The national housing market showed promise in April, as year-over-year sales rose 3.6%, according to Canadian Real Estate Association statistics, but Vancouver displayed more signs of a market in duress.
“The big thing for British Columbia, and Vancouver in particular, is the artificial intervention, I’ll call it,” Elton Ash, REMAX’s regional executive vice president. “But the greatest effect is the B-20 strict mortgage qualification criteria, which is affecting a lot of markets nationally, but having a large impact on Vancouver specifically.”
Prices rose in the Okanagan Valley by 1%, 0.7% in Victoria, and other parts of Vancouver Island saw considerable gains of 6.2%. However, prices in the Greater Vancouver Area were down in 8.5% in April 2018 from the previous year, and down 4.6% in the Fraser Valley.
“B-20 is having a major effect in Vancouver but so are the 20% foreign buyer tax, which was increased from 15%, the so-called speculation tax that was brought in for second homes that sit vacant for a period of time. If you live outside of the province, you’re taxed on them. Then you have the City of Vancouver’s 2% vacancy tax, and when you add in a mortgage and the provincial tax regime that has come in to bring affordability to the marketplace, it’s actually had a really negative effect on the marketplace.”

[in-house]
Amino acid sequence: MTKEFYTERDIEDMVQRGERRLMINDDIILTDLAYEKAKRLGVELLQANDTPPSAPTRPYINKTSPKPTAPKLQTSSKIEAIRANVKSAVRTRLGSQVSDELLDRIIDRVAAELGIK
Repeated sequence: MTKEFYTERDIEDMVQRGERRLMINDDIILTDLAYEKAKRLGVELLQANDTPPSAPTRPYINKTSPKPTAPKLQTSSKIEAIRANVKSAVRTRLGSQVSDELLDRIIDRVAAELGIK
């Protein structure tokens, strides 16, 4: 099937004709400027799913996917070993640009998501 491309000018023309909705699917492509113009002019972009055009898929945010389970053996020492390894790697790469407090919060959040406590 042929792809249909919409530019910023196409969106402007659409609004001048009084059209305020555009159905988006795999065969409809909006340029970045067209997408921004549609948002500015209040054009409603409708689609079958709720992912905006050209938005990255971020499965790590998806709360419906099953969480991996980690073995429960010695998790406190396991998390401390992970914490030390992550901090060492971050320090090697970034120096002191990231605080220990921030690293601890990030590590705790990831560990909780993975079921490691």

The Greater Toronto Area markets had positive sales in April, up 4.2% year-over-year last month, however, it was still a seven-year low.
“It’s a mixture of new development coming on the market and resales being up, being that it’s the spring season,” said Ash. “It’s the busiest time of the year for real estate sales, so there’s a natural tendency to see higher inventory for resale, but the greatest effect is the new developments coming online.
“However, single-family detached is still difficult inventory to find in the City of Toronto itself, and that won’t change in the future. It’s an indication of the marketplace and the city being very popular.”
Prices in Montreal increased 6.34% in the month of April, compared to the same time in 2017, as the city’s real estate market remains on fire. It is likely impelled by the foreign buyer taxes in Toronto and Vancouver, although Montreal’s real estate market saw much activity even before that.